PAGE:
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Using ANSI sql, how can I make query that returns (row count, tablename) for every table in the database ?

Thanks Viki

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The syntax for doing this varies wildly depending on the database used. Which RDBMS is this for? –  Eric Jul 21 '09 at 6:32
    
I doubt you'll find a way to do this on all database systems in the same manner. The system views vary quite a bit between vendors.... –  marc_s Jul 21 '09 at 9:29

3 Answers 3

To the extent that it is possible in "ANSI" (ISO) SQL, you'd have to go to the Information Schema views to get the information. Officially, that's ISO/IEC 9075-11:2003 (or 2008). See also the Wikipedia article on SQL, where it says:

The SQL/Schemata, or Information and Definition Schemas, part is defined by ISO/IEC 9075, Part 11. SQL/Schemata defines the Information Schema and Definition Schema, providing a common set of tools to make SQL databases and objects self-describing. These tools include the SQL object identifier, structure and integrity constraints, security and authorization specifications, features and packages of ISO/IEC 9075, support of features provided by SQL-based DBMS implementations, SQL-based DBMS implementation information and sizing items, and the values supported by the DBMS implementations. This part of the standard contains both mandatory and optional features.

Take the 'mandatory features' with a pinch of salt - I suspect that most DBMS do not implement even the mandatory parts.

Otherwise, the answer is very DBMS-specific. The information is available - the details differ from DBMS to DBMS, that's all.


Section 5.61 of SQL/Schemata (2003 version) defines the "TABLES View". It does not appear to include a row count, and neither does any of the other views that I can see. So, it appears that the comment by Beau Simensen is correct; there is no simple way to find the row counts portably.

CREATE VIEW TABLES AS
    SELECT TABLE_CATALOG, TABLE_SCHEMA, TABLE_NAME,
           TABLE_TYPE, SELF_REFERENCING_COLUMN_NAME, REFERENCE_GENERATION,
           USER_DEFINED_TYPE_CATALOG, USER_DEFINED_TYPE_SCHEMA,
           USER_DEFINED_TYPE_NAME, IS_INSERTABLE_INTO, IS_TYPED,
           COMMIT_ACTION
FROM DEFINITION_SCHEMA.TABLES
WHERE ( TABLE_CATALOG, TABLE_SCHEMA, TABLE_NAME ) IN
      ( SELECT TP.TABLE_CATALOG, TP.TABLE_SCHEMA, TP.TABLE_NAME
        FROM DEFINITION_SCHEMA.TABLE_PRIVILEGES AS TP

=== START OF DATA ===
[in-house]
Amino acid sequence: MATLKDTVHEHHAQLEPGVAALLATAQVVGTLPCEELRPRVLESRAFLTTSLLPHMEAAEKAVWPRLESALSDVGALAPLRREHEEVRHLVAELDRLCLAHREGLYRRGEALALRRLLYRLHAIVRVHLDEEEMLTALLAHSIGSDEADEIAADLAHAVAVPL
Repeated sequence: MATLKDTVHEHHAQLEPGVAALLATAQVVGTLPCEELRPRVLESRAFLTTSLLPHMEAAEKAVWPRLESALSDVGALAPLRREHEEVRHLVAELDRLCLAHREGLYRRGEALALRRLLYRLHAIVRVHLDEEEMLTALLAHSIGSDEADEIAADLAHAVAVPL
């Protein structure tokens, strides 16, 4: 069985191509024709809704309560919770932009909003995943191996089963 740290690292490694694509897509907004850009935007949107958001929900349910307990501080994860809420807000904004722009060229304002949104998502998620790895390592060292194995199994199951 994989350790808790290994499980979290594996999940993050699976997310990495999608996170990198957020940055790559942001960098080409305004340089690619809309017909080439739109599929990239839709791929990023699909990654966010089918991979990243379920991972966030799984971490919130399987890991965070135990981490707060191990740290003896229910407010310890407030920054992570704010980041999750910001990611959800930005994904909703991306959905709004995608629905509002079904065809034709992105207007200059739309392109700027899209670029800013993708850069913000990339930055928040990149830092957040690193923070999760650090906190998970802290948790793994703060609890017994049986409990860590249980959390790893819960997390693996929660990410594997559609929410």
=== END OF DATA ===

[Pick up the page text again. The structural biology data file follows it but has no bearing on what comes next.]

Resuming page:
WHERE ( TP.GRANTEE IN ( 'PUBLIC', CURRENT_USER )
                OR GRANTEE IN ( SELECT ROLE_NAMEFROM ENABLED_ROLES ) )
        UNION
        SELECT CP.TABLE_CATALOG, CP.TABLE_SCHEMA, CP.TABLE_NAME
        FROM DEFINITION_SCHEMA.COLUMN_PRIVILEGES AS CP
        WHERE ( CP.GRANTEE IN ( 'PUBLIC', CURRENT_USER )
                OR CP.GRANTEE IN ( SELECT ROLE_NAME
                                   FROM ENABLED_ROLES ) ) )
   AND TABLE_CATALOG = ( SELECT CATALOG_NAME
                         FROM INFORMATION_SCHEMA_CATALOG_NAME );

As you can see from the select-list, the row count is not included.

I think, therefore, that there is no portable way to determine the row counts and table names.

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I don't see where to find this information (number of rows in a table) in the INFORMATION_SCHEMA collection of views. Seems to be non-existant (at least in SQL Server's implementation of INFORMATION_SCHEMA) –  marc_s Jul 21 '09 at 9:32

the best way is to write a procedure which pulls information from the metadata of the DB (Oracle - all_tables, MySql - information_schema.tables) and run the count query.

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I don't think you'll be able to find a way that work on all systems, since those "catalog views" or system views (or whatever they're called) are usually pretty vendor-specific.

For SQL Server for instance, you can use this query which reaches into the "sys" schema which has all the system views (SQL Server 2005 and up):

SELECT 
    t.NAME AS TableName,
    i.name as indexName,
    p.[Rows],
    sum(a.total_pages) as TotalPages, 
    sum(a.used_pages) as UsedPages, 
    sum(a.data_pages) as DataPages,
    (sum(a.total_pages) * 8) / 1024 as TotalSpaceMB, 
    (sum(a.used_pages) * 8) / 1024 as UsedSpaceMB, 
    (sum(a.data_pages) * 8) / 1024 as DataSpaceMB
FROM 
    sys.tables t
INNER JOIN  	
    sys.indexes i ON t.OBJECT_ID = i.object_id
INNER JOIN 
    sys.partitions p ON i.object_id = p.OBJECT_ID AND i.index_id = p.index_id
INNER JOIN 
    sys.allocation_units a ON p.partition_id = a.container_id
WHERE 
    t.NAME NOT LIKE 'dt%' AND
    i.OBJECT_ID > 255 AND 	
    i.index_id <= 1
GROUP BY 
    t.NAME, i.object_id, i.index_id, i.name, p.[Rows]
ORDER BY 
    object_name(i.object_id)

But that won't work on Oracle, MySQL, PostgreSQL or IBM DB2, of course.......

Marc

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